Dipping the toe in the publicity waters last week we released our first Tornado press release. It was met very well. Too well in fact! Our connection to the net was swamped with visitors from www.theserverside.com (Hello if you're reading!). So we had a mad dash to move the server from a rack in the office to a higher capacity location. So far so good.

One comment I read on a referring site was our press release seemed like too much "marketing" speak. I apologise for that, but I thought it read quite well ;-) Another comment was that there was no easy guide to Tornado architecture, something we fixed today with a pdf download.

 

Single Sign On and OpenSource Tornado Server relea

Filed under: by Brendon Upson on 2006-07-06

Release the hounds!

Tornado Server is now GPL and released. We have given the website a few minor tweaks and updates where neccessary. We sincerely hope you enjoy using Tornado Server as much as we have creating it. To go with the new Tornado release is a matching Vortex with .dmg installer for Mac OS X and a .jar installer for all other platforms.

Web Single Sign On for WebSphere and Domino
Today we also released the public evaluation version of Web Booster ESSO, this had previously been a "by request" download, but is now available to all. Grab a copy now and see how much your users will love you for removing that annoying password prompt on their web applications :-) You can even install it along side your production infrastructure and trial ESSO without affecting the production environment.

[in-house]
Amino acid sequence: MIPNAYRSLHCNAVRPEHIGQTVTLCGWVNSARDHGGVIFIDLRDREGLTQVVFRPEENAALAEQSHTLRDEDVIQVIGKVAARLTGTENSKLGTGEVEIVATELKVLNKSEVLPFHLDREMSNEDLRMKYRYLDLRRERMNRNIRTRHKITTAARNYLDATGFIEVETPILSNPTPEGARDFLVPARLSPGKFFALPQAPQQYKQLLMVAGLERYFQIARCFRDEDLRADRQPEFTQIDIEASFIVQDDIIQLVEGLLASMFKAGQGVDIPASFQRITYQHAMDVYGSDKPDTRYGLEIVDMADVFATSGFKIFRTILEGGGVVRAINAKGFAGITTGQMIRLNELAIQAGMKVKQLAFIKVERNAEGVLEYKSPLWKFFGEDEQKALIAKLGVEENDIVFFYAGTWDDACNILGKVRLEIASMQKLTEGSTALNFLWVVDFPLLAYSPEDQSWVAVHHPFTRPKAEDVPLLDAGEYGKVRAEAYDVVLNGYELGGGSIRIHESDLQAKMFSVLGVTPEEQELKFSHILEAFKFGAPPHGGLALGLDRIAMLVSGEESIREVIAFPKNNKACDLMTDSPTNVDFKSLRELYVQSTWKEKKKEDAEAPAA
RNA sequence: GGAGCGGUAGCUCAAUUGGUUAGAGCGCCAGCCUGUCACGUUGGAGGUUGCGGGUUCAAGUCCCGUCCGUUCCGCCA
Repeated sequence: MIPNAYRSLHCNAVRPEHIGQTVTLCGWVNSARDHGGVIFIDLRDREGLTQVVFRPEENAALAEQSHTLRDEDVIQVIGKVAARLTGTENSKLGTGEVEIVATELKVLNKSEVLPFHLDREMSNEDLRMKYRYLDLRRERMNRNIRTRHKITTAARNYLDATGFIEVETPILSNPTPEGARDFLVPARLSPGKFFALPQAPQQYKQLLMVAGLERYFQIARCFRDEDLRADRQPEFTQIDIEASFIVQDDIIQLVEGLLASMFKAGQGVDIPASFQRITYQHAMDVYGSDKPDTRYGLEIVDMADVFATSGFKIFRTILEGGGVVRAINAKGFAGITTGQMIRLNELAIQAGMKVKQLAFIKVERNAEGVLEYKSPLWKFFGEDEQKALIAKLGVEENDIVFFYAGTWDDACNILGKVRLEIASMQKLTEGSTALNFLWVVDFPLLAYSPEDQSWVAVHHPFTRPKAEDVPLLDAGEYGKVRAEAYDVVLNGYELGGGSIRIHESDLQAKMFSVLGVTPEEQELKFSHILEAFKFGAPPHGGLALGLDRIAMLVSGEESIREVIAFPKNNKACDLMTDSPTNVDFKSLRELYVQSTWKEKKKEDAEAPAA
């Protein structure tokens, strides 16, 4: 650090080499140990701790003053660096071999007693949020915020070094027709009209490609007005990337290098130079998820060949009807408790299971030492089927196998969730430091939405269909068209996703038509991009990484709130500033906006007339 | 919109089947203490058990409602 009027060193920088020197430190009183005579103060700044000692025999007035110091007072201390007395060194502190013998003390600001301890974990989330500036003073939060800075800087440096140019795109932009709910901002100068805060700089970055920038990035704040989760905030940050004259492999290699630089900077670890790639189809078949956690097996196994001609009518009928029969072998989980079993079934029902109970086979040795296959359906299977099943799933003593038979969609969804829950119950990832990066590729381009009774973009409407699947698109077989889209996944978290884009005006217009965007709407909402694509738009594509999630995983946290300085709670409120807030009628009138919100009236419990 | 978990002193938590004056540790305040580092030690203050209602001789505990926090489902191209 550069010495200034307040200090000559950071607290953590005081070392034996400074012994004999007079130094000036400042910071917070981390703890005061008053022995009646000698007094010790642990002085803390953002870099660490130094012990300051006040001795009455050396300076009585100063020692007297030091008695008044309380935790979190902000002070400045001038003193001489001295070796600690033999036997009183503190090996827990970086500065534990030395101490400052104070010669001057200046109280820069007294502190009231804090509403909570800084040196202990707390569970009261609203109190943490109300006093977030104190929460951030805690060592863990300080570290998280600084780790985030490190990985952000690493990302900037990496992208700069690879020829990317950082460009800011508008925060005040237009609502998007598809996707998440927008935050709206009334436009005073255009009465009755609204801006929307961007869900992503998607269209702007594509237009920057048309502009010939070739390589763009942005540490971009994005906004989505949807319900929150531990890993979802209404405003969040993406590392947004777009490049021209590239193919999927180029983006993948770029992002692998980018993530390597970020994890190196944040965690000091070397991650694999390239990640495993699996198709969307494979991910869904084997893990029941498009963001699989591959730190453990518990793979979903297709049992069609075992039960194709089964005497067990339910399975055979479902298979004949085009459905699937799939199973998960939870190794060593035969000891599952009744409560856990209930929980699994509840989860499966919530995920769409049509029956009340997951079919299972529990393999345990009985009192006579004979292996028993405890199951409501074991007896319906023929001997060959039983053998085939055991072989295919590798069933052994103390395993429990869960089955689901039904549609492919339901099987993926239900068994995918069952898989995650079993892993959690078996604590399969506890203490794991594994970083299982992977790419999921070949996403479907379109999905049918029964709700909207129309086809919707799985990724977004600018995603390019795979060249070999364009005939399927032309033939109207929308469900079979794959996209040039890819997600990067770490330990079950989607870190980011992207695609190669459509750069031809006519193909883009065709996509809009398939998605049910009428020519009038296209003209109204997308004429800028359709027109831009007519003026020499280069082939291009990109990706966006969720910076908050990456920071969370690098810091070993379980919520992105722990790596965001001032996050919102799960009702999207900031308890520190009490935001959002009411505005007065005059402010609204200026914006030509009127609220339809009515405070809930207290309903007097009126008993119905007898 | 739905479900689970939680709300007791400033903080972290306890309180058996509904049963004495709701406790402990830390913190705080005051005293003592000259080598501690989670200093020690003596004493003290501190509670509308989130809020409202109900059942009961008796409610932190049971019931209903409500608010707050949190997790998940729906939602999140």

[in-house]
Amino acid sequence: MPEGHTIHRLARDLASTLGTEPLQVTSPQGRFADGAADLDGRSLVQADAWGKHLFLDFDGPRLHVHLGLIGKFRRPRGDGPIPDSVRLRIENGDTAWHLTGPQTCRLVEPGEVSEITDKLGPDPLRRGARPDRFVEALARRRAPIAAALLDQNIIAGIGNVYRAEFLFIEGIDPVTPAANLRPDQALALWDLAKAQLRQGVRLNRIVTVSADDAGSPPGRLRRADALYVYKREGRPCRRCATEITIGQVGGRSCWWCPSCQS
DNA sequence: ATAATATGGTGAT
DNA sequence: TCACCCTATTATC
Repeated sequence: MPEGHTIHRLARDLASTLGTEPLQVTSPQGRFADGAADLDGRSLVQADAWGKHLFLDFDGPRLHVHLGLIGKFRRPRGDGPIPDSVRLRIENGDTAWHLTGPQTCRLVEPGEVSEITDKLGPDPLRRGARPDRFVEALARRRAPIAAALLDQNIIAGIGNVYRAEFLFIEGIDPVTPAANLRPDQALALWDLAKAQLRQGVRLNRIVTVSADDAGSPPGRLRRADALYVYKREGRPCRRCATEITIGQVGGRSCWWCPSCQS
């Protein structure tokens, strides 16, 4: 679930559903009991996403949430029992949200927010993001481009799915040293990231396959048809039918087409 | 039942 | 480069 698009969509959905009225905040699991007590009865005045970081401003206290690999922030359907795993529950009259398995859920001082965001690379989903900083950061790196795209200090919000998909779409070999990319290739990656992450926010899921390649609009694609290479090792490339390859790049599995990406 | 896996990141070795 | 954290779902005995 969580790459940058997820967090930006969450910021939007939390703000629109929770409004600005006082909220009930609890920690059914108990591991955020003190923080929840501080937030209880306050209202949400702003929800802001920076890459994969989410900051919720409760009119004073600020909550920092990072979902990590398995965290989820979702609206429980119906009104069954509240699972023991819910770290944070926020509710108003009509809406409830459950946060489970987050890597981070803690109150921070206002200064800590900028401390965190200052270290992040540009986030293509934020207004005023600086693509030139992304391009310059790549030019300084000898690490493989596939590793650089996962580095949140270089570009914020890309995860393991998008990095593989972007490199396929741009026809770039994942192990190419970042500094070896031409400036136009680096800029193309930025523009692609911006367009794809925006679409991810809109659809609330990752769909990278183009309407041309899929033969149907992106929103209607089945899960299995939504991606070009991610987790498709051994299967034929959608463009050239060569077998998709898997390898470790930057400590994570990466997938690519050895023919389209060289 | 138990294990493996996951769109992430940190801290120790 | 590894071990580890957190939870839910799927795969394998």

Food poisoning and J2EE

Filed under: by Brendon Upson on 2006-07-05

Last week saw me in Brisbane for 3 days scoping out a new project. The client insists on WebLogic (J2EE) which is fine by me (no accounting for taste ;-) ) and will provide a great opportunity to compare the platform with Tornado. This is something I have wanted to do for a while but without an actual project it really lacked some excitement. I did spend one morning investigating how WebLogic went about things and now have a good feel for the key differences between Tornado and J2EE. The biggest difference is the means of getting data from the database and displaying it in a web page (and vice versa). The J2EE approach seems to be abstracted behind and abstracted abstraction. I have no doubt a Tornado app will be far quicker to develop (and update and debug), but I guess J2EE is great for consulting companies who work on an hourly rate!

While in Brisbane last week, I managed to get a nice dose of food poisoning from the cafe at the company where I was working. This occurred on day two so I had an unpleasant day three getting over its effects. Not a good way to remember the trip. All better now. The alcohol from the buck's night on Saturday night seemed to sort out the last few traces ;-) 

Please welcome a new blogger on the block  Martin Novák . Martin works for us in the Czech Republic developing the Vortex IDE for creating Tornado applications. There's a bunch of techy info over there so go take a look!